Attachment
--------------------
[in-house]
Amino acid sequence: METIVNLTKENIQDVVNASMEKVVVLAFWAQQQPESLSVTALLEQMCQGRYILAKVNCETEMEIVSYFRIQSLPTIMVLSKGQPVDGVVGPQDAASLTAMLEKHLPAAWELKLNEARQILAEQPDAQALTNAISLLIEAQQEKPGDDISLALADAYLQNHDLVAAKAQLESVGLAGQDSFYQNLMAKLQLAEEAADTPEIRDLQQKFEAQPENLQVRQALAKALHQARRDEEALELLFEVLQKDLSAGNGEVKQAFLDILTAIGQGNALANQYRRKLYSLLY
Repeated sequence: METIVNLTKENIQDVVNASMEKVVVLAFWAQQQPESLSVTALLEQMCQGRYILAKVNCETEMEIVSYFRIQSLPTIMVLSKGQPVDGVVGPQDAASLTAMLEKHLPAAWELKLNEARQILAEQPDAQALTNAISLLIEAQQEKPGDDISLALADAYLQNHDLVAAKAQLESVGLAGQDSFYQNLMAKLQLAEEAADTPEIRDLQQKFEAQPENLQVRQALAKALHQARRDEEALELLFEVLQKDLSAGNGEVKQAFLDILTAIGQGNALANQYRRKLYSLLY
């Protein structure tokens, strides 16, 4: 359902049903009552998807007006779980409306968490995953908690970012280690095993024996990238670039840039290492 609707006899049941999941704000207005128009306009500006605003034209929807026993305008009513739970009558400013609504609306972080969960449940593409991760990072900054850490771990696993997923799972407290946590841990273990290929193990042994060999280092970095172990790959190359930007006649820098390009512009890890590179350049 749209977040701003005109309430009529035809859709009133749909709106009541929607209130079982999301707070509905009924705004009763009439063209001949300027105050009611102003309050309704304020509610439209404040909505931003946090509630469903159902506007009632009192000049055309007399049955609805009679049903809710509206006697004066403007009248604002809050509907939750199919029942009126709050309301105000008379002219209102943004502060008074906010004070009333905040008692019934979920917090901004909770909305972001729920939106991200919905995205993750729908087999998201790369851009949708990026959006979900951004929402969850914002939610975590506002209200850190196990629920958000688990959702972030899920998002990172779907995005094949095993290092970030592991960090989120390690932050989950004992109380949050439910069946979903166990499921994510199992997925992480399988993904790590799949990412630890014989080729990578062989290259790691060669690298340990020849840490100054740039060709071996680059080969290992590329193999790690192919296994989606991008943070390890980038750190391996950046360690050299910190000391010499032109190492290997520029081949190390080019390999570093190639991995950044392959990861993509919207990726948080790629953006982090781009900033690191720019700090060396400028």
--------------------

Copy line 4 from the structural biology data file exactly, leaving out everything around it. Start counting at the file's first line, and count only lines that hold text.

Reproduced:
């Protein structure tokens, strides 16, 4: 359902049903009552998807007006779980409306968490995953908690970012280690095993024996990238670039840039290492 609707006899049941999941704000207005128009306009500006605003034209929807026993305008009513739970009558400013609504609306972080969960449940593409991760990072900054850490771990696993997923799972407290946590841990273990290929193990042994060999280092970095172990790959190359930007006649820098390009512009890890590179350049 749209977040701003005109309430009529035809859709009133749909709106009541929607209130079982999301707070509905009924705004009763009439063209001949300027105050009611102003309050309704304020509610439209404040909505931003946090509630469903159902506007009632009192000049055309007399049955609805009679049903809710509206006697004066403007009248604002809050509907939750199919029942009126709050309301105000008379002219209102943004502060008074906010004070009333905040008692019934979920917090901004909770909305972001729920939106991200919905995205993750729908087999998201790369851009949708990026959006979900951004929402969850914002939610975590506002209200850190196990629920958000688990959702972030899920998002990172779907995005094949095993290092970030592991960090989120390690932050989950004992109380949050439910069946979903166990499921994510199992997925992480399988993904790590799949990412630890014989080729990578062989290259790691060669690298340990020849840490100054740039060709071996680059080969290992590329193999790690192919296994989606991008943070390890980038750190391996950046360690050299910190000391010499032109190492290997520029081949190390080019390999570093190639991995950044392959990861993509919207990726948080790629953006982090781009900033690191720019700090060396400028």